President Obama Makes Controversial Statements On Auschwitz Liberation Anniversary
By ALEXIS SHAWNEE, LEEZEL TANGLO and DEAN SCHABNERBERG
Published January 28, 2015
Comments made by President Obama on the 70th anniversary of the liberation of Auschwitz concentration camp have drawn criticism by some in the Jewish community. The comments came as the president finished a brief visit to Saudi Arabia on Wednesday. The purpose of the trip was to offer condolences to the family of the late king and begin building a diplomatic relationship with his successor. The president may find that he has fence-mending to perform when he returns to the U.S.
President Obama made the comments before departing for Air Force One when he was asked whether he had any reflections on the anniversary. The president responded that the “horrors of that war touched many people a long time ago.” Also , he said that, “the more time that passes, the more uncertain some memories become” and that it is “important not to extrapolate events.”
The president always must temper his public comments to the sensibilities of his host nation.”
Holocaust survivor Irving Reiner, who attended the ceremonies at Auschwitz on Wednesday, said that the president’s comments disturbed him. “I am ashamed of the president,” said Reiner, 91. “The president sounds like a Holocaust denier,” he added.
Some observers believe that the president might have been attempting to placate the new Saudi monarch, King Salman. Relations between Washington and Riyadh have been strained in recent years. While most of the strain stemmed from differences over how to address Muslim extremism in the region, some of it may derive from the U.S.’s historically close relationship with Israel.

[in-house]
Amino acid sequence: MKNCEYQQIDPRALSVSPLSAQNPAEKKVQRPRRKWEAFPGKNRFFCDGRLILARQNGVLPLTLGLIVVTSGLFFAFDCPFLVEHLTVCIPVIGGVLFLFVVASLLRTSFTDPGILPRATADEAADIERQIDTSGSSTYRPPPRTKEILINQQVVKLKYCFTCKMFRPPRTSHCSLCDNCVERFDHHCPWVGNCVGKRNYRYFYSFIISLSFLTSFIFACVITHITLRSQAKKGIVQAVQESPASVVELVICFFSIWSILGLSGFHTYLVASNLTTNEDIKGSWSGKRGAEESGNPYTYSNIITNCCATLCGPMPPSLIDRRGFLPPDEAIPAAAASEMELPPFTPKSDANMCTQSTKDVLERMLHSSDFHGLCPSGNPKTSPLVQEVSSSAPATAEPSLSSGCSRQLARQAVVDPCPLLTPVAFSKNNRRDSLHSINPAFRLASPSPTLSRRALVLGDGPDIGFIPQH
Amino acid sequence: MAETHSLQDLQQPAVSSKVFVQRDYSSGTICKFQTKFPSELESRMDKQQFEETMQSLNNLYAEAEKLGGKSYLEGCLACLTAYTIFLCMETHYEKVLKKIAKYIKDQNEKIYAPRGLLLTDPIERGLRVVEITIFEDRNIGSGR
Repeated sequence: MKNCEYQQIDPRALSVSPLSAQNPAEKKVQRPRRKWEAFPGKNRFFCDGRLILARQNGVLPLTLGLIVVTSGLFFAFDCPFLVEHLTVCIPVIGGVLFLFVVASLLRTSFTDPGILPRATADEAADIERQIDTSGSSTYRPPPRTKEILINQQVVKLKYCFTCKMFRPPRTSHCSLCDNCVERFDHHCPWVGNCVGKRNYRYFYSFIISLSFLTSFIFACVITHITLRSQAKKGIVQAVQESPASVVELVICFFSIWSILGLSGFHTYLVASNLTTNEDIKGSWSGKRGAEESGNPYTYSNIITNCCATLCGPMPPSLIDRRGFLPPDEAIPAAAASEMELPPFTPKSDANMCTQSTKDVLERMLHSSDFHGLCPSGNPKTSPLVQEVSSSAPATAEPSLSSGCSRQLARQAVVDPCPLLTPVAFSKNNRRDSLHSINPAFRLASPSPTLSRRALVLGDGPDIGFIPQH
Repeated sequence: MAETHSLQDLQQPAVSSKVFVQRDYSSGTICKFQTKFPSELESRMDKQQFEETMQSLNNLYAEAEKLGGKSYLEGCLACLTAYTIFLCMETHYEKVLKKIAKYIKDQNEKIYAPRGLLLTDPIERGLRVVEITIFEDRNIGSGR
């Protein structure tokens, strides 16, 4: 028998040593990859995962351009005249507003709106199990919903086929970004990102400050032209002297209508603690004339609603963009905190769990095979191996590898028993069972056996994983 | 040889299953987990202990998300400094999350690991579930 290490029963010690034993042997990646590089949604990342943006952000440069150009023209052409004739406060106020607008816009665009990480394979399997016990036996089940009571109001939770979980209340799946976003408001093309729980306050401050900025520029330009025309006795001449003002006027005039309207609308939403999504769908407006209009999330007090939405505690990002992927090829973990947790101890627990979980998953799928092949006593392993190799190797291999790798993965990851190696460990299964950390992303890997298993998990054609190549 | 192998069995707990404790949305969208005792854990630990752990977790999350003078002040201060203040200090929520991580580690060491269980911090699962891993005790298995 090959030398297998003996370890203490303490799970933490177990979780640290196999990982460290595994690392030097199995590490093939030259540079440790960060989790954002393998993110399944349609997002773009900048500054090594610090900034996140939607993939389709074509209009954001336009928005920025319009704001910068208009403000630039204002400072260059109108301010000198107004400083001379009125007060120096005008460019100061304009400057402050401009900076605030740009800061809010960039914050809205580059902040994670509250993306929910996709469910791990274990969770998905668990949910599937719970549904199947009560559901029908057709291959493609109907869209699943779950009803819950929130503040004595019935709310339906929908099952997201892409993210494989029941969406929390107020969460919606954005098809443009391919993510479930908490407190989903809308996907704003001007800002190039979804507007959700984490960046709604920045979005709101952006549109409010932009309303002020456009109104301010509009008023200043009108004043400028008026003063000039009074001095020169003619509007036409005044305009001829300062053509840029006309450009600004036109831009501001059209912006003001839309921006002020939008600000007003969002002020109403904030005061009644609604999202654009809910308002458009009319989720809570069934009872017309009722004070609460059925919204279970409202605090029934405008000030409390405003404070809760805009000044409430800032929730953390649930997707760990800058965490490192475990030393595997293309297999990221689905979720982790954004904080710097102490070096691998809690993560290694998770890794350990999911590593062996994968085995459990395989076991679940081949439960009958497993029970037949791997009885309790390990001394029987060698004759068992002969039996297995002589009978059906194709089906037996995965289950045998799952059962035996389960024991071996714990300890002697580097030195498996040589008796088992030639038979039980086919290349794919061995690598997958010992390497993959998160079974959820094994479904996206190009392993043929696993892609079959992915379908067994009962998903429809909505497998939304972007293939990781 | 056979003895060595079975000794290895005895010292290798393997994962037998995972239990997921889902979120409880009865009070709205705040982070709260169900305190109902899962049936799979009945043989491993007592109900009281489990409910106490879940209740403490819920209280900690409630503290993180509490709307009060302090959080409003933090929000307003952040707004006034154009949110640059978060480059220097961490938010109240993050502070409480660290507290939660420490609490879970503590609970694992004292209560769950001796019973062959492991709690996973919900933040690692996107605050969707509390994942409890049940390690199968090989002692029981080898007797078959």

Israeli Prime Minister Benjamin Netanyahu expressed his displeasure with the statements. “The president has remarked privately to me that he has doubts concerning gas chambers,” he said. “These comments are consistent with this very dangerous skepticism on the part of an important world leader.”
A White House spokesperson attempted to explain the comments as paying respect to the president’s Saudi host: “The president always must temper his public comments to the sensibilities of his host nation.” He also denied that the president would ever attempt to minimize the Holocaust. “The president recognizes the Holocaust as historical fact,” he said.